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On a SQL 2008 instance, I have a login with the dbcreator and public roles. When I restore a database onto this server, I am then unable to use that database because all the user -> login mappings in it are broken (the ids are different on different servers).

There is an sp_change_users_login 'Auto_Fix', userName stored procedure, but I can't use this because I can't access the database in the first place. Lastly, since I don't have the securityAdmin role I can't map any logins to database users.

Is there a way to give myself permission to access a database as part of the restore process?

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An authorized admin can write a helper procedure that fixes the mapping. It can then sign the procedure and give the necessary authorization to the procedure through code signing (see Signing an stored procedure). It can then grant you execute permission on this helper procedure and you will be able to execute the operation (fix the broken logins) w/o having the securityAdmin priviledge.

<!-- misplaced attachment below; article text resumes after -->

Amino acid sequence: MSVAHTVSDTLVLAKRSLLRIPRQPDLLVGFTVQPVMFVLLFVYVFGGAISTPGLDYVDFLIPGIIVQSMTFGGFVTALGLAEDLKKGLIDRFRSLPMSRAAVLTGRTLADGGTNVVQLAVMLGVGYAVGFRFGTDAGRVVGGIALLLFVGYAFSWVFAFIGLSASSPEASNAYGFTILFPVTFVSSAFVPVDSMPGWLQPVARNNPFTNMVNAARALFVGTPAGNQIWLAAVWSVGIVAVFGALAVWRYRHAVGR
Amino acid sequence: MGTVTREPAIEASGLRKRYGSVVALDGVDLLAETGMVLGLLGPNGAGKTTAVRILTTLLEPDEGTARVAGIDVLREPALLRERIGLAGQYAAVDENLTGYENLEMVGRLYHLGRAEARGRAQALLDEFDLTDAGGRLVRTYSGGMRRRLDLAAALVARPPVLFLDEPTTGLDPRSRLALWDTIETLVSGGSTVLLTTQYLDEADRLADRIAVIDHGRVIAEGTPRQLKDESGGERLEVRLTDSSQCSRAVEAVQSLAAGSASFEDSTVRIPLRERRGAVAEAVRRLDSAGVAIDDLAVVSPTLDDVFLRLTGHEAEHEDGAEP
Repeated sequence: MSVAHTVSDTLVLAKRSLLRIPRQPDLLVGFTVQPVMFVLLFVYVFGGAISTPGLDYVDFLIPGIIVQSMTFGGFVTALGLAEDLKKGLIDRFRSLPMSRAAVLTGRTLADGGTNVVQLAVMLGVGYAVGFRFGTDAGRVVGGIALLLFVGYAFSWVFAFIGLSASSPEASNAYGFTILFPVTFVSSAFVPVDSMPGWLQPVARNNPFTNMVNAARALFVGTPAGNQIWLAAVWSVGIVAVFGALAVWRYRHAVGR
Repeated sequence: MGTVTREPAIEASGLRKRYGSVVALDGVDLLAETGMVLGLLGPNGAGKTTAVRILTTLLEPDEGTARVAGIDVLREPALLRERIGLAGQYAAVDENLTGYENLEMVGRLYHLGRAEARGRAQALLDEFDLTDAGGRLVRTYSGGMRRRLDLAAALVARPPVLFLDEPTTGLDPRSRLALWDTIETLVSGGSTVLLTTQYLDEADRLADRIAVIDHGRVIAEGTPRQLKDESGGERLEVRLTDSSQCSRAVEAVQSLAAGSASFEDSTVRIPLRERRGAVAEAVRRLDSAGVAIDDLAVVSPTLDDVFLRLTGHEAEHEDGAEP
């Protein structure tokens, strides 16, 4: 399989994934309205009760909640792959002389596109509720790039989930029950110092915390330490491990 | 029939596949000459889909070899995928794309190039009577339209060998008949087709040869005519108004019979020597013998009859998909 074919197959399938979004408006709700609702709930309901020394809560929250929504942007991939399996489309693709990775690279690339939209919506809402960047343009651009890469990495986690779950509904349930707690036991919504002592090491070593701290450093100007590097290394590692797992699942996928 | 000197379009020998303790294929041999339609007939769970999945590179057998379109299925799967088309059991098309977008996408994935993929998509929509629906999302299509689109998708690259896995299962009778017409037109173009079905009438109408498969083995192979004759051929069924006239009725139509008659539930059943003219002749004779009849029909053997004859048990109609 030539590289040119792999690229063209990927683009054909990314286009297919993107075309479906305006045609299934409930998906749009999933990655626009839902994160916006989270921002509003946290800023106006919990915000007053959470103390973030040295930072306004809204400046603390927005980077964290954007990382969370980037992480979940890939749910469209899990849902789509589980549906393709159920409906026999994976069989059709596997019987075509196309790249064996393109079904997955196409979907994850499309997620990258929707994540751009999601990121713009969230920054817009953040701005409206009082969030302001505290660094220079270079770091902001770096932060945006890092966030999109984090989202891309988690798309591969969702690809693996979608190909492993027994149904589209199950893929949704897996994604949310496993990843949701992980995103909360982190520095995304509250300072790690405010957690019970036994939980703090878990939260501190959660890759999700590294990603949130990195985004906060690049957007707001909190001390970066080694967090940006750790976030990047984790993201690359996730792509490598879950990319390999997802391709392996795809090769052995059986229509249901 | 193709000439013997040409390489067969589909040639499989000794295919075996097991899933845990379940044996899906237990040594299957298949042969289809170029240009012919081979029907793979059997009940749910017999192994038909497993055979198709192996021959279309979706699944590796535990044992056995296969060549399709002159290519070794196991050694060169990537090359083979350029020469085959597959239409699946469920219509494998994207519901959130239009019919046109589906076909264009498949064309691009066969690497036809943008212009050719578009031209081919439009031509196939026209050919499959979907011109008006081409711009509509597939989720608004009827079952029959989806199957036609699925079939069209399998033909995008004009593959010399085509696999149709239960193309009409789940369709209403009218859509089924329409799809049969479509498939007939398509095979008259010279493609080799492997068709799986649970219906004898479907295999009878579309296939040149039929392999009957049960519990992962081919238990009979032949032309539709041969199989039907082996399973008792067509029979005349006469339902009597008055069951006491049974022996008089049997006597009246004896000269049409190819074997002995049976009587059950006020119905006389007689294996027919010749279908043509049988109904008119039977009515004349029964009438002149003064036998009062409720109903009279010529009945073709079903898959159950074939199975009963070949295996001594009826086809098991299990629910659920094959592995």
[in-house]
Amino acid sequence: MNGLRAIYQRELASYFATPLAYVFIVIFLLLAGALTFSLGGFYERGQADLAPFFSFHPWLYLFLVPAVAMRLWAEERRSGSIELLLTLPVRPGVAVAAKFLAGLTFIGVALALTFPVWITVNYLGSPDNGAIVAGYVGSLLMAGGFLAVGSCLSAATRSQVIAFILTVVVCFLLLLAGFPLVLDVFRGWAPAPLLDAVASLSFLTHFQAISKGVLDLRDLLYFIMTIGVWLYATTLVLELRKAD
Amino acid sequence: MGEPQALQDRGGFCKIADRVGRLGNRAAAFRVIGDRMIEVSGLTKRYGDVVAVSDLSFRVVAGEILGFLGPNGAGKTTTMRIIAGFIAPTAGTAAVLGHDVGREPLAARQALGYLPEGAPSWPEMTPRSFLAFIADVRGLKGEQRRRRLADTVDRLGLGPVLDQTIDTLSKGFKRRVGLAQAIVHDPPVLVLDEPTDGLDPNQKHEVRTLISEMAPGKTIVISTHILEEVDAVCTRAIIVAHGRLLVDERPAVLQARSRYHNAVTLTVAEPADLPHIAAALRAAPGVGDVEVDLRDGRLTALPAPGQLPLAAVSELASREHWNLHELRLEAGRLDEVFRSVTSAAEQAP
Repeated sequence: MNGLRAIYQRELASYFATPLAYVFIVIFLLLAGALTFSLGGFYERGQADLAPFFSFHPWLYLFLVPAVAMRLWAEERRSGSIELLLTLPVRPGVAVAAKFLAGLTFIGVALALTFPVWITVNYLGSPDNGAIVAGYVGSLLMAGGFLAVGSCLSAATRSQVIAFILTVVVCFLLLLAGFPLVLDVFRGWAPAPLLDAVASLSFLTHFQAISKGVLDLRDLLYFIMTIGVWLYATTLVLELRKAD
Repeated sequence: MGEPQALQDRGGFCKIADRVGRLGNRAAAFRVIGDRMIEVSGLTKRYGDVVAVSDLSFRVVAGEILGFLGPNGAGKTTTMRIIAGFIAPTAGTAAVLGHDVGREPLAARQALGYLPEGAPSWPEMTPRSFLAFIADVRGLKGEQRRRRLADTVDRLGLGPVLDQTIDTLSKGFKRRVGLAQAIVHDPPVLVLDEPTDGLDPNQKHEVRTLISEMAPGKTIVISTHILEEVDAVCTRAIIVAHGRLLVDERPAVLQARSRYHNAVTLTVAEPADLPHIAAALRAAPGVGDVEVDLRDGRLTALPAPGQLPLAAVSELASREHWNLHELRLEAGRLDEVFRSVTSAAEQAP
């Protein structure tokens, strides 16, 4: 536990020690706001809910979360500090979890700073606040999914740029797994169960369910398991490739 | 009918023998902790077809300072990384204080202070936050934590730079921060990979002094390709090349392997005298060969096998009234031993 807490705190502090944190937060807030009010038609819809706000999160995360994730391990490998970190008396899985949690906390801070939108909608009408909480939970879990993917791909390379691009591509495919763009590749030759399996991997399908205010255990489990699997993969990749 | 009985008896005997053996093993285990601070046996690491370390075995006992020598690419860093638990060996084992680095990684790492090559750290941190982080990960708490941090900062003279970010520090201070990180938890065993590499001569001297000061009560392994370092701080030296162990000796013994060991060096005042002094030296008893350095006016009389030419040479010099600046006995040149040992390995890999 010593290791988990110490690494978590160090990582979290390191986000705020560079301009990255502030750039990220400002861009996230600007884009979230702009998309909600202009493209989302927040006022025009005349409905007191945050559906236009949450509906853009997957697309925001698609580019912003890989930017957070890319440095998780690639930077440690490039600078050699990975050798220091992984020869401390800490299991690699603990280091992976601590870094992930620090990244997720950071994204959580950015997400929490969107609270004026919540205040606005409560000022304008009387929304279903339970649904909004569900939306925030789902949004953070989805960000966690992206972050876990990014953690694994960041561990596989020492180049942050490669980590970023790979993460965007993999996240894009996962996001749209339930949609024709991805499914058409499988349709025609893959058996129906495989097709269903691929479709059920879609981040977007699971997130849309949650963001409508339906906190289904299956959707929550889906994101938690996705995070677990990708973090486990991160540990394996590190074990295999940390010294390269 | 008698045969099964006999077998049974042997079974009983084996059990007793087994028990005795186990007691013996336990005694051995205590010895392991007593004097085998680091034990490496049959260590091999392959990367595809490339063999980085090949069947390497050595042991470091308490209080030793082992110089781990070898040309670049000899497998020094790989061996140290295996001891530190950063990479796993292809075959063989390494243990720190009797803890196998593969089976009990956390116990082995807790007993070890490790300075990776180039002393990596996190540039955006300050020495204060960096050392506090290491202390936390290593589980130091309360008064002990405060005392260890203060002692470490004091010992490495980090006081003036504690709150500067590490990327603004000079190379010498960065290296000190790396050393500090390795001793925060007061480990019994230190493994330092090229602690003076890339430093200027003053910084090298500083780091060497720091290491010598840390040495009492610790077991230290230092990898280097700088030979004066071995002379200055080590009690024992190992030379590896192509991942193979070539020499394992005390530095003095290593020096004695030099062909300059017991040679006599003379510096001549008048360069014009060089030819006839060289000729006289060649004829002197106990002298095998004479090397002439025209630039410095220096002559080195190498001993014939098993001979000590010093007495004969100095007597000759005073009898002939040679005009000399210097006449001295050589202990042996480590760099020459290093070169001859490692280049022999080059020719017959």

• While this isn't the solution I went with, it does work. – GlennS Jul 11 '11 at 12:17
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No, sorry.

"securityAdmin" is at the server level and is unrelated to any database rights

Note (FYI, not much use yet!) this is fixed for the SQL Server 2011 (aka Denali) with "contained databases"

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As far as I know, you need someone with dbo to fix this for you. I could be wrong on this, maybe there is a backdoor way - but this is pretty much as designed. You only have dbcreator, so you can't muck around inside the DB once you've created it.

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    This is not quite true: if you create a database then you get a user created for you in it, and so can access it. If you restore one then this doesn't happen. – GlennS Jul 11 '11 at 12:16
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My eventual solution was to use a bulk import of every table in the database instead of a restore.

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